- Camille Charles, professor of sociology, Africana studies & education director of the Center for Africana Studies at the University of Pennsylvania

"Open yourself up to new experiences. College life is unlike high school in that it’s yours to make what you want out of it, and it’s unlike the "real world” in that you have a bit of a safety net just in case you need it. Take a chance and don’t let insecurities and anxieties keep you from having a full experience."  
- Anne Massoni

"It is a privilege to spend four years of your life being challenged with information that you did not know and ideas you haven't considered. Don't waste a single day of it."
- Kaley Carpenter

"Take the risk of making new friends. Share your experiences — you will find many other first-year students going through what you are going through. Your first year at Drexel will change you. You are entering a new life. Be ready for change. Welcome it — that’s part of taking risks."
- Irvin Peckham, Ph.D.

"Show up. Seems basic but it's half the battle.
Say yes. Throw yourself into opportunities.
Ask for help. There isn't one problem students have that we haven't solved before.
Talk to people. Even if they have an accent or don't look like you."
Dr. Jonathan Deutsch, director of the Center for Hospitality and Sport Management at Drexel University

"Use this opportunity of coming to college to learn and grow, be accountable and strive for excellence in everything you do and understand that excellence is different than perfection. Excellence is the end result of a process that is tied to making mistakes, taking risks and being resilient. As a creative person ultimately seeking a meaningful career, know that curiosity is the lifelong trait to cultivate— even more important than passion. And don’t be afraid to ask for help!"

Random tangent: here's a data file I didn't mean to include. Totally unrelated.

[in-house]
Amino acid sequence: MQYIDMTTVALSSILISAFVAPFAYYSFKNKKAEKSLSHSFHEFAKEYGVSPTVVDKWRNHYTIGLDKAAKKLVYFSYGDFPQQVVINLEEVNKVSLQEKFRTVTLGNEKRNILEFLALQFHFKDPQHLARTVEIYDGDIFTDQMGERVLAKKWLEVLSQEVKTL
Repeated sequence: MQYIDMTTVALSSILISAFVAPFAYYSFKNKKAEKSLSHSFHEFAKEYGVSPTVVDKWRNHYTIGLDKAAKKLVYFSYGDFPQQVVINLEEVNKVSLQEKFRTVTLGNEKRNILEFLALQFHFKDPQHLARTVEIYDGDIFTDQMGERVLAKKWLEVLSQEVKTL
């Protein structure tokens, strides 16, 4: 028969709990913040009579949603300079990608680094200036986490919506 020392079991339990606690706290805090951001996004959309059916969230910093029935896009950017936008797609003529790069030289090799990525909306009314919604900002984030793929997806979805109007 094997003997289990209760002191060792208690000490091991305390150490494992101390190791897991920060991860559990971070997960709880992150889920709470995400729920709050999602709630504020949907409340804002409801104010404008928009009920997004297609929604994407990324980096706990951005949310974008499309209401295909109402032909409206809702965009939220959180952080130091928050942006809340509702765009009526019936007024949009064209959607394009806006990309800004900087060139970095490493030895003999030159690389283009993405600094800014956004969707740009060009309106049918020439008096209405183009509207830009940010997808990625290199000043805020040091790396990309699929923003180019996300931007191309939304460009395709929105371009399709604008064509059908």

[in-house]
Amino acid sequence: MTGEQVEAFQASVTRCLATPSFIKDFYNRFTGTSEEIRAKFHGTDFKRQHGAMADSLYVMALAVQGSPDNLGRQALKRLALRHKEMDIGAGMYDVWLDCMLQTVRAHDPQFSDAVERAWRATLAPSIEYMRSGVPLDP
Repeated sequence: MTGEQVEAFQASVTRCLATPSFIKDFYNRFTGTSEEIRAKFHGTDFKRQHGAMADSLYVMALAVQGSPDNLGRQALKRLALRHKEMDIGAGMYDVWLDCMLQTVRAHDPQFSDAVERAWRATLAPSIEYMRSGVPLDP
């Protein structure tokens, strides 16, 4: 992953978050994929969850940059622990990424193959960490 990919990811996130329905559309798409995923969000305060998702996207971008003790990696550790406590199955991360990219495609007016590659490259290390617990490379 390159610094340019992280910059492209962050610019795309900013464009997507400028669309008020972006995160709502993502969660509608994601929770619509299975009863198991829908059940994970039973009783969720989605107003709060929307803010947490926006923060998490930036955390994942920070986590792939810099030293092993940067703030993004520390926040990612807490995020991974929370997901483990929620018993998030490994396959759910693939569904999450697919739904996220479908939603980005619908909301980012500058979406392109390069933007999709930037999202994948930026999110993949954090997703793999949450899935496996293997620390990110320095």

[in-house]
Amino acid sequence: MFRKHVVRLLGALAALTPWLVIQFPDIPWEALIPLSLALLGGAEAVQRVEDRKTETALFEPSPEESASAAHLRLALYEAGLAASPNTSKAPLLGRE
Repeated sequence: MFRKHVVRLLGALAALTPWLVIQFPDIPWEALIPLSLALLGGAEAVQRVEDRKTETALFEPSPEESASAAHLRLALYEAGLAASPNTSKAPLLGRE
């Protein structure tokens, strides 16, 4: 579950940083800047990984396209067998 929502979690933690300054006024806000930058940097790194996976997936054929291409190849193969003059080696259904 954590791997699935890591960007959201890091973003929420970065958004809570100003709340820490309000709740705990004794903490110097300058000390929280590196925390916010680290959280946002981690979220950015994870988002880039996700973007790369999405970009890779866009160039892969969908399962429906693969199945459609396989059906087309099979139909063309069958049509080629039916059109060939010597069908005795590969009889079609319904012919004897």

Belena Chapp, director of the Locks Career Center at Moore College of Art & Design

On landing a job after graduation:

"Don’t be afraid to try new things, admit ignorance and make mistakes. YOLO. Use college as a testing ground for different career options through volunteering and internships. Returning from an internship and discovering you hate your field is just as valuable as learning you love it."
- Catherine Bentzley

"Engage in any activity where you can test your classroom learning and interests. This exploration can happen through internships, job shadowing and informational interviews with friends, family and your school’s alumni population. You will learn about different pathways and learn about yourself, setting you on a path to discover your dream job. Strongly consider what “dream job” means to you. There are many factors to consider, and thinking about those factors intentionally will help guide your decision-making process. 
Another piece of advice to keep in mind is that no matter what the job, if you consistently come from a frame that each position is a learning opportunity, you will continue to develop and grow as a person, leading you closer and closer to your dream job, whatever it is or may become." 
- Katie Krimmel, associate dean of the Leadership, Innovation and the Liberal Arts Center at Bryn Mawr College

"Explore multiple interests in your college courses, even when — perhaps especially when — they are outside of the narrow trajectory of your major. The person who has an intriguing and unexpected mixture of interests and capabilities — like computer science and theology, or physics and literature, or philosophy and political science — is the one who will be noticed by prospective employers, especially when it’s obvious that you explored these interests with intrepid curiosity and you’ve developed some particular skills because of them. So don’t be afraid of variety; embrace it, and let it help you become an individual with something unique to share with employers and with the world."
- Marylu Hill, director of The Augustine and Culture Seminar and director of the Villanova Center for Liberal Education at Villanova University

"In the arts it’s not who does the correct job, it's the artist who brings something new to the table that survives. Learn how the art world operates and find a place where you are comfortable and live it, yes, while you are in school. The day you graduate should be the same as the day you first turn the key in your new studio. Just another work day with a long-term goal built in."
- Robert Roesch

"Stay young, stay hip, stay current!" 
- Heather Ujiie, adjunct orofessor of fine arts (textiles), fashion and interior design at Moore College of Art & Design